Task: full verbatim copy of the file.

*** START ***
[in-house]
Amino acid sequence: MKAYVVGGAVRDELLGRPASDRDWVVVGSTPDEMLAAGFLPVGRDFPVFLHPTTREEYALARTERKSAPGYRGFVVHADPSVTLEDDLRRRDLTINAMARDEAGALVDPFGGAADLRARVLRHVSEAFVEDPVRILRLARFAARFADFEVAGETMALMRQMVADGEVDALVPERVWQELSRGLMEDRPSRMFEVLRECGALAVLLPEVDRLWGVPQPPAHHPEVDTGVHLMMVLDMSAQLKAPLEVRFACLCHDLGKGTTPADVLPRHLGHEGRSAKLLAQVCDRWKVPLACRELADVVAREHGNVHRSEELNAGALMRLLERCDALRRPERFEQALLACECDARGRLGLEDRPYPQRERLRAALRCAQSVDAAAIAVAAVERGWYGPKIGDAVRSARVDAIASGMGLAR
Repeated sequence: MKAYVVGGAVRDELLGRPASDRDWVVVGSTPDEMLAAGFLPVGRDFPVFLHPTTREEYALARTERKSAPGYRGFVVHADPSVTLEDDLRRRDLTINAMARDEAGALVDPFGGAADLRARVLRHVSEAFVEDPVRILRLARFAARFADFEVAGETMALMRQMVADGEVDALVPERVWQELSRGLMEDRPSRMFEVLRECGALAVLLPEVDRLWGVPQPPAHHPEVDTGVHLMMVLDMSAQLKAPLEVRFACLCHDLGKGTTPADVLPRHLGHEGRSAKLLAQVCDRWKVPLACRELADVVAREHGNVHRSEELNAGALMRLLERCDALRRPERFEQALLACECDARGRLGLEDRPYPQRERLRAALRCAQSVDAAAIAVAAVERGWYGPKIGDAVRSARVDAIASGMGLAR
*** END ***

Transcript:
[in-house]
Amino acid sequence: MKAYVVGGAVRDELLGRPASDRDWVVVGSTPDEMLAAGFLPVGRDFPVFLHPTTREEYALARTERKSAPGYRGFVVHADPSVTLEDDLRRRDLTINAMARDEAGALVDPFGGAADLRARVLRHVSEAFVEDPVRILRLARFAARFADFEVAGETMALMRQMVADGEVDALVPERVWQELSRGLMEDRPSRMFEVLRECGALAVLLPEVDRLWGVPQPPAHHPEVDTGVHLMMVLDMSAQLKAPLEVRFACLCHDLGKGTTPADVLPRHLGHEGRSAKLLAQVCDRWKVPLACRELADVVAREHGNVHRSEELNAGALMRLLERCDALRRPERFEQALLACECDARGRLGLEDRPYPQRERLRAALRCAQSVDAAAIAVAAVERGWYGPKIGDAVRSARVDAIASGMGLAR
Repeated sequence: MKAYVVGGAVRDELLGRPASDRDWVVVGSTPDEMLAAGFLPVGRDFPVFLHPTTREEYALARTERKSAPGYRGFVVHADPSVTLEDDLRRRDLTINAMARDEAGALVDPFGGAADLRARVLRHVSEAFVEDPVRILRLARFAARFADFEVAGETMALMRQMVADGEVDALVPERVWQELSRGLMEDRPSRMFEVLRECGALAVLLPEVDRLWGVPQPPAHHPEVDTGVHLMMVLDMSAQLKAPLEVRFACLCHDLGKGTTPADVLPRHLGHEGRSAKLLAQVCDRWKVPLACRELADVVAREHGNVHRSEELNAGALMRLLERCDALRRPERFEQALLACECDARGRLGLEDRPYPQRERLRAALRCAQSVDAAAIAVAAVERGWYGPKIGDAVRSARVDAIASGMGLAR